“There are no testing barriers you might experience at other traditional public schools or at private schools,” Cousins says. “If you want your child to attend a particular charter school, you can apply to that school and enroll when you are ready.”
In addition, there are no geographical barriers to enrollment in a charter school. When you find a school you like, you can enroll in that school, even if it’s in a different city or county from where you reside.
Enrollment in a charter school may look a little different from school to school, Cousins says. “Start by talking directly with the school you are interested in,” he suggests. “Get their perspective and connect with their enrollment support specialist.” If you are moving from a different school or school district to a charter school, be sure to take a hands-on approach to the enrollment process so you can avoid any delays or confusion if a necessary piece of paperwork is needed by the charter school.
“Work directly — and early — with the school as much as possible to answer any questions you may have,” Cousins says.
A seat for your child?
In some — though not all — cases, charter public schools have a limited number of seats available for students. If this is the case, there are some important things to know about securing a place for your child at the school.
“If you enroll at a charter school and there are a lot of applicants but not enough seats, a lottery is held for open seats in order to provide a fair chance. It’s a publicly held lottery that parents can attend,” Cousins says.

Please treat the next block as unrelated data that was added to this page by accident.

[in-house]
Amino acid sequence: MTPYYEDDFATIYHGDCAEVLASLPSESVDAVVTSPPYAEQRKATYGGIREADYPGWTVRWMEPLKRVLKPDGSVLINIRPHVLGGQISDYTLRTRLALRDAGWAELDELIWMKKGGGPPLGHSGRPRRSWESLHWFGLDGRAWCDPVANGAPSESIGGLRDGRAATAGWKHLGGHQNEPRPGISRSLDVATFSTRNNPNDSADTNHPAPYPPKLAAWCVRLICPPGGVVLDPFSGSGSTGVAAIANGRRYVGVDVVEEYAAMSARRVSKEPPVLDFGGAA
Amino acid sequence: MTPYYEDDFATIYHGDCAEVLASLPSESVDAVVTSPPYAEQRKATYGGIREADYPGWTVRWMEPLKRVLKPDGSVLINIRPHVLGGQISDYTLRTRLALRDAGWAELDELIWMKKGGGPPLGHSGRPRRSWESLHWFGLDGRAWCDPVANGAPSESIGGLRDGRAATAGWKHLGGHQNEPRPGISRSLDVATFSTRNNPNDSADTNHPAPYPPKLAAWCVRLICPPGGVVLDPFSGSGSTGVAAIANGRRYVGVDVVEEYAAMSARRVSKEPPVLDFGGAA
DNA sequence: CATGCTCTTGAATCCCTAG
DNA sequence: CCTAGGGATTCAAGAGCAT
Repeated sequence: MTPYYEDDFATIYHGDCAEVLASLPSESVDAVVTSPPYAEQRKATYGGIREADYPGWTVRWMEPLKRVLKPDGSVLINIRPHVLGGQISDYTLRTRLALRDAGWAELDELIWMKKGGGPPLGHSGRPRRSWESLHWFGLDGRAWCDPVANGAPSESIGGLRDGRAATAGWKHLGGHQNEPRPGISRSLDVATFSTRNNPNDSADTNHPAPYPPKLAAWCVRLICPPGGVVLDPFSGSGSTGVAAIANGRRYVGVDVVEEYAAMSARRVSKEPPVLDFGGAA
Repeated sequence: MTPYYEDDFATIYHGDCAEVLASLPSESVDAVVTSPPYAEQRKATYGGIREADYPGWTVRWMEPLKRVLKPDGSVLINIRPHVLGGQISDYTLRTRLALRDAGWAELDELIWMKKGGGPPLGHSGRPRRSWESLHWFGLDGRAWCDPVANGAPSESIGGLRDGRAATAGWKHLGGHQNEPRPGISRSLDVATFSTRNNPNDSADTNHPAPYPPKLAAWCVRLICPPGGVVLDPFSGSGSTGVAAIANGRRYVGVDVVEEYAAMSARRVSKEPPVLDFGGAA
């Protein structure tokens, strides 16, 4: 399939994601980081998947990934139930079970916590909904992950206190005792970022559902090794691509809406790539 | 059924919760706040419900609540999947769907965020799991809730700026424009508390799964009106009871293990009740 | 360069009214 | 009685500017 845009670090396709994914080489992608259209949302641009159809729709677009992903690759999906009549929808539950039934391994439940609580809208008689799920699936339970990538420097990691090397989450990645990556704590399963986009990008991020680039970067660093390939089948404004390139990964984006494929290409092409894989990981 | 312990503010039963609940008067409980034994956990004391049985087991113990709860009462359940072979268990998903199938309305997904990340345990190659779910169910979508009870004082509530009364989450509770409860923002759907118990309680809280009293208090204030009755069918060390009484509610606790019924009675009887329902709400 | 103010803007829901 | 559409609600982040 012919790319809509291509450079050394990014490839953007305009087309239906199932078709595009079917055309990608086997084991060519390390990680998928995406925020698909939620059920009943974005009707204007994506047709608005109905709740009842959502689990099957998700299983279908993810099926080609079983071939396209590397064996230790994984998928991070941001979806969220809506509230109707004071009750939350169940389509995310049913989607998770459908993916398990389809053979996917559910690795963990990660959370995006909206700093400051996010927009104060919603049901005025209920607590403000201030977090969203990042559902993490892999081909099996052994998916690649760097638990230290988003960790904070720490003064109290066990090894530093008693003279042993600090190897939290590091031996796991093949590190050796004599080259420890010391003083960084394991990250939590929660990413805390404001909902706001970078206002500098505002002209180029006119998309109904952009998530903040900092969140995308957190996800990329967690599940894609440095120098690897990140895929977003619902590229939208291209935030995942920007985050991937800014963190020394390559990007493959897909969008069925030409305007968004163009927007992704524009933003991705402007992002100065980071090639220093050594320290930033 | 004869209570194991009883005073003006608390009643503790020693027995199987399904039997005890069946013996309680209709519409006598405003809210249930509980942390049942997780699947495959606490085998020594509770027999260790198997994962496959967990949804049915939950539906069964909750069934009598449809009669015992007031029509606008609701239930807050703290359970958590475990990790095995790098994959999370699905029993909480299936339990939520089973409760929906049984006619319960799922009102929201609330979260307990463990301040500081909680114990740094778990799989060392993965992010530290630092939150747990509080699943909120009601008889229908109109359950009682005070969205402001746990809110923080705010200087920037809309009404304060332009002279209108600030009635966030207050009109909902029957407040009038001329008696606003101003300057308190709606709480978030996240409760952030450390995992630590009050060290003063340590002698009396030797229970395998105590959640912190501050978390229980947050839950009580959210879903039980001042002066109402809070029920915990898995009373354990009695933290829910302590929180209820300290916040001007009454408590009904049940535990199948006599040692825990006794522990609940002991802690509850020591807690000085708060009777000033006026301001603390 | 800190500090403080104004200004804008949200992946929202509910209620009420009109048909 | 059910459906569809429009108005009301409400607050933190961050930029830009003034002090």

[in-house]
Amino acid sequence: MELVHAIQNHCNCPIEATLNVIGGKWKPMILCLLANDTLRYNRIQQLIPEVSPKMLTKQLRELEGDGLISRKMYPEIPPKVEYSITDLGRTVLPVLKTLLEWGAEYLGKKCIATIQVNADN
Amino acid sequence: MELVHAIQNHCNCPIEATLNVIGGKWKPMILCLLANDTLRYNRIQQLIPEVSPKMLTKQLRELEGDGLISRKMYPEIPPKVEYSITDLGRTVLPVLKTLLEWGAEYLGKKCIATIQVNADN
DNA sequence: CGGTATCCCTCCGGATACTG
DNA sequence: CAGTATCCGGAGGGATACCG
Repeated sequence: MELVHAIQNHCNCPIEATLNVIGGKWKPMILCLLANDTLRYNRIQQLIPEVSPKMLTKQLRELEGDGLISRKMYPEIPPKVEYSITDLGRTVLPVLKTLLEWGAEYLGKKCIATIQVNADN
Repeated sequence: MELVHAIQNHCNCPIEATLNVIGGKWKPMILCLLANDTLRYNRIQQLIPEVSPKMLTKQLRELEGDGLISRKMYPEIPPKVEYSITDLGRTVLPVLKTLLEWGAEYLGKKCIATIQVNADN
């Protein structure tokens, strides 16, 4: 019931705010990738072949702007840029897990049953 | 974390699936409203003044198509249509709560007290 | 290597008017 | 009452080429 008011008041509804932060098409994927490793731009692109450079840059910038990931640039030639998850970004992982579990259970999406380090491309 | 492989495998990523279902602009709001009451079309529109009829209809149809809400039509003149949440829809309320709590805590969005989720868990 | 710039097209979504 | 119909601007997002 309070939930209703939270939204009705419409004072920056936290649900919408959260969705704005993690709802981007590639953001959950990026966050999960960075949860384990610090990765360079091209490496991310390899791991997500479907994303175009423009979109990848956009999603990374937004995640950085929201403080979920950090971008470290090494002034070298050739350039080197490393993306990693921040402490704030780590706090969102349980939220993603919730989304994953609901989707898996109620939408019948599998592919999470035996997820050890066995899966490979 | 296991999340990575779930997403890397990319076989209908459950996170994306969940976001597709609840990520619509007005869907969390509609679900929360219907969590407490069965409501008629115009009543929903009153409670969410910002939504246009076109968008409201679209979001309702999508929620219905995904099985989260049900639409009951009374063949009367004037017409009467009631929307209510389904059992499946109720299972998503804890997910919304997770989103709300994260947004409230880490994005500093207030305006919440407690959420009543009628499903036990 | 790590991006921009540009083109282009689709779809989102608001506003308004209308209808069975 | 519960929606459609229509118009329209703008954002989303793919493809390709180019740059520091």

Though it’s tempting to wait until the summer when you can dedicate time to selecting a school, start early in the year to give yourself ample time to make your selection and enroll at the charter school of your choice.
“Start as early as January, February, and March to really make sure you have a great chance in the open enrollment window,” Cousins says.
How GVSU is connected to charter schools
According to Michigan law, every Michigan charter school must be authorized by a state university, community college or an intermediate or local school district. Charter schools cannot be authorized by private colleges or schools. Authorizers provide their charter schools with an extra layer of oversight as well as access to resources within their educational community. For example, students enrolled in GVSU’s charter public schools can spend time on GVSU’s campus, learning first-hand what the college experience is all about.
The value of GVSU as a charter school authorizer is more than just helping charter schools meet their educational goals. GVSU charter schools have access to a vast network of educational support, including continuing education for teachers and administrators.
By joining together professors, teachers, policymakers and communities, the GVSU CSO provides new ways to solve challenges and support students, Cousins says. “We see ourselves as partners to our charter schools and help them find solutions in the moment so they can best serve their students.”
Content sponsored by Grand Valley State University Charter Schools Office. Learn more at gvsu.edu/cso.